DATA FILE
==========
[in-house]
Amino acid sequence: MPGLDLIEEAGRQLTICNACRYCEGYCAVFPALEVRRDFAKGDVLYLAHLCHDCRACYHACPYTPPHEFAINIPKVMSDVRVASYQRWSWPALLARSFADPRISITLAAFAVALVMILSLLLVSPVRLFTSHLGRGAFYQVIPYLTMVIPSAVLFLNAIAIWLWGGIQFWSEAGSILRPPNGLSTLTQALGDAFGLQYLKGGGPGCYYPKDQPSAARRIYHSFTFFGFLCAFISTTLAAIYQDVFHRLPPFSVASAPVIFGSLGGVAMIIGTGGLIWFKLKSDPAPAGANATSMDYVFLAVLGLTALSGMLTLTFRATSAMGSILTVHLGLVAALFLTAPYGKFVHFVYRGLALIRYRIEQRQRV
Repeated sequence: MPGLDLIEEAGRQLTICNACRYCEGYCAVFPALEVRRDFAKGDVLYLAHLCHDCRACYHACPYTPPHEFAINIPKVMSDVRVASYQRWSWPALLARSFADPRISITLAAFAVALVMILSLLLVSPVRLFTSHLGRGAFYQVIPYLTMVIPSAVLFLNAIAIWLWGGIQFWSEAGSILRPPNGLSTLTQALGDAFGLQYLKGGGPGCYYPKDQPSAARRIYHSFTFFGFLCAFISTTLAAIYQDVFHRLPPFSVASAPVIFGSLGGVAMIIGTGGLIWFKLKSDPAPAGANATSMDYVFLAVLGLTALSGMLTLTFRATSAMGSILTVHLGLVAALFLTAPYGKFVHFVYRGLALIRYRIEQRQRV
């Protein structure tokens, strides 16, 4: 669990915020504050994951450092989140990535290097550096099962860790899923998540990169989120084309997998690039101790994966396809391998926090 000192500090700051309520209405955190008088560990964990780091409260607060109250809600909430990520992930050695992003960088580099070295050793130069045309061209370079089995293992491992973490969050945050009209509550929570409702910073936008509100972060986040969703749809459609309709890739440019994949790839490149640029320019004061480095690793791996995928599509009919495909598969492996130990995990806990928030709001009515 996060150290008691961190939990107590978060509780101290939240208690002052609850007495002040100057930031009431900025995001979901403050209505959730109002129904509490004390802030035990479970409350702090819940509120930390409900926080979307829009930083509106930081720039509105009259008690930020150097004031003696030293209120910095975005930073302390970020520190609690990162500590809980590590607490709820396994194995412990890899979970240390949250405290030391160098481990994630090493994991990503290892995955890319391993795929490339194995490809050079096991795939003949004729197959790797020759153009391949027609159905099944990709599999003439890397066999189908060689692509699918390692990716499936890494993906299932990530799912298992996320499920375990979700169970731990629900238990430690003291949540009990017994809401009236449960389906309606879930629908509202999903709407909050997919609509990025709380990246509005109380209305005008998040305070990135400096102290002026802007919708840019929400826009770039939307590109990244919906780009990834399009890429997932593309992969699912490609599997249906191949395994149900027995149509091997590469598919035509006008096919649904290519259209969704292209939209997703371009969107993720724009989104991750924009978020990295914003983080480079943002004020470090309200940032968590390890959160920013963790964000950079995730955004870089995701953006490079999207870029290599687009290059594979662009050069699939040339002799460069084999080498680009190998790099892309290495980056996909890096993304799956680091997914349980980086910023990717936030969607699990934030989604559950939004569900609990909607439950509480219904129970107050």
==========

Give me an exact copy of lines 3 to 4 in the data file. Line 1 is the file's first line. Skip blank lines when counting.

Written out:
Repeated sequence: MPGLDLIEEAGRQLTICNACRYCEGYCAVFPALEVRRDFAKGDVLYLAHLCHDCRACYHACPYTPPHEFAINIPKVMSDVRVASYQRWSWPALLARSFADPRISITLAAFAVALVMILSLLLVSPVRLFTSHLGRGAFYQVIPYLTMVIPSAVLFLNAIAIWLWGGIQFWSEAGSILRPPNGLSTLTQALGDAFGLQYLKGGGPGCYYPKDQPSAARRIYHSFTFFGFLCAFISTTLAAIYQDVFHRLPPFSVASAPVIFGSLGGVAMIIGTGGLIWFKLKSDPAPAGANATSMDYVFLAVLGLTALSGMLTLTFRATSAMGSILTVHLGLVAALFLTAPYGKFVHFVYRGLALIRYRIEQRQRV
């Protein structure tokens, strides 16, 4: 669990915020504050994951450092989140990535290097550096099962860790899923998540990169989120084309997998690039101790994966396809391998926090 000192500090700051309520209405955190008088560990964990780091409260607060109250809600909430990520992930050695992003960088580099070295050793130069045309061209370079089995293992491992973490969050945050009209509550929570409702910073936008509100972060986040969703749809459609309709890739440019994949790839490149640029320019004061480095690793791996995928599509009919495909598969492996130990995990806990928030709001009515 996060150290008691961190939990107590978060509780101290939240208690002052609850007495002040100057930031009431900025995001979901403050209505959730109002129904509490004390802030035990479970409350702090819940509120930390409900926080979307829009930083509106930081720039509105009259008690930020150097004031003696030293209120910095975005930073302390970020520190609690990162500590809980590590607490709820396994194995412990890899979970240390949250405290030391160098481990994630090493994991990503290892995955890319391993795929490339194995490809050079096991795939003949004729197959790797020759153009391949027609159905099944990709599999003439890397066999189908060689692509699918390692990716499936890494993906299932990530799912298992996320499920375990979700169970731990629900238990430690003291949540009990017994809401009236449960389906309606879930629908509202999903709407909050997919609509990025709380990246509005109380209305005008998040305070990135400096102290002026802007919708840019929400826009770039939307590109990244919906780009990834399009890429997932593309992969699912490609599997249906191949395994149900027995149509091997590469598919035509006008096919649904290519259209969704292209939209997703371009969107993720724009989104991750924009978020990295914003983080480079943002004020470090309200940032968590390890959160920013963790964000950079995730955004870089995701953006490079999207870029290599687009290059594979662009050069699939040339002799460069084999080498680009190998790099892309290495980056996909890096993304799956680091997914349980980086910023990717936030969607699990934030989604559950939004569900609990909607439950509480219904129970107050």